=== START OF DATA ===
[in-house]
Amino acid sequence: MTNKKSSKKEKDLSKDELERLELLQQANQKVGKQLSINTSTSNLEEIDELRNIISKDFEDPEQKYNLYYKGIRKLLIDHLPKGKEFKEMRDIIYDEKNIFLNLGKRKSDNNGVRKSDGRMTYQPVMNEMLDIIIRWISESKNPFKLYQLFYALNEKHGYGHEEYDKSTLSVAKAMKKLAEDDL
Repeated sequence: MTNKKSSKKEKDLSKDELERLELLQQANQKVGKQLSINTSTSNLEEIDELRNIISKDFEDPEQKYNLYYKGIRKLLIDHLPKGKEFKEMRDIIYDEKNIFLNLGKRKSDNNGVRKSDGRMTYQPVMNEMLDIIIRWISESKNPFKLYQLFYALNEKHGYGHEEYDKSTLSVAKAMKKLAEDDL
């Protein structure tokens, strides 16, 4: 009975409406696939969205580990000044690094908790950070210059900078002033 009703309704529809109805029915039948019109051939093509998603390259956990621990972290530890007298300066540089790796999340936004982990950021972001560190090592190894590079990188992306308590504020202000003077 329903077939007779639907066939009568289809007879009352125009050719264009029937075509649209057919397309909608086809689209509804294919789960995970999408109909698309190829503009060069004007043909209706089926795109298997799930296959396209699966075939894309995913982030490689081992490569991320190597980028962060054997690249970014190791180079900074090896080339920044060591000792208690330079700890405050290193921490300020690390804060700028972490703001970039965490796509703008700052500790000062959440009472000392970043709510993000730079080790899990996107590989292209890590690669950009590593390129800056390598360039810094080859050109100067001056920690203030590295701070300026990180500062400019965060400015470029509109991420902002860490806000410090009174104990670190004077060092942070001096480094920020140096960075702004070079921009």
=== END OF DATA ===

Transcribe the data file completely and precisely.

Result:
[in-house]
Amino acid sequence: MTNKKSSKKEKDLSKDELERLELLQQANQKVGKQLSINTSTSNLEEIDELRNIISKDFEDPEQKYNLYYKGIRKLLIDHLPKGKEFKEMRDIIYDEKNIFLNLGKRKSDNNGVRKSDGRMTYQPVMNEMLDIIIRWISESKNPFKLYQLFYALNEKHGYGHEEYDKSTLSVAKAMKKLAEDDL
Repeated sequence: MTNKKSSKKEKDLSKDELERLELLQQANQKVGKQLSINTSTSNLEEIDELRNIISKDFEDPEQKYNLYYKGIRKLLIDHLPKGKEFKEMRDIIYDEKNIFLNLGKRKSDNNGVRKSDGRMTYQPVMNEMLDIIIRWISESKNPFKLYQLFYALNEKHGYGHEEYDKSTLSVAKAMKKLAEDDL
């Protein structure tokens, strides 16, 4: 009975409406696939969205580990000044690094908790950070210059900078002033 009703309704529809109805029915039948019109051939093509998603390259956990621990972290530890007298300066540089790796999340936004982990950021972001560190090592190894590079990188992306308590504020202000003077 329903077939007779639907066939009568289809007879009352125009050719264009029937075509649209057919397309909608086809689209509804294919789960995970999408109909698309190829503009060069004007043909209706089926795109298997799930296959396209699966075939894309995913982030490689081992490569991320190597980028962060054997690249970014190791180079900074090896080339920044060591000792208690330079700890405050290193921490300020690390804060700028972490703001970039965490796509703008700052500790000062959440009472000392970043709510993000730079080790899990996107590989292209890590690669950009590593390129800056390598360039810094080859050109100067001056920690203030590295701070300026990180500062400019965060400015470029509109991420902002860490806000410090009174104990670190004077060092942070001096480094920020140096960075702004070079921009």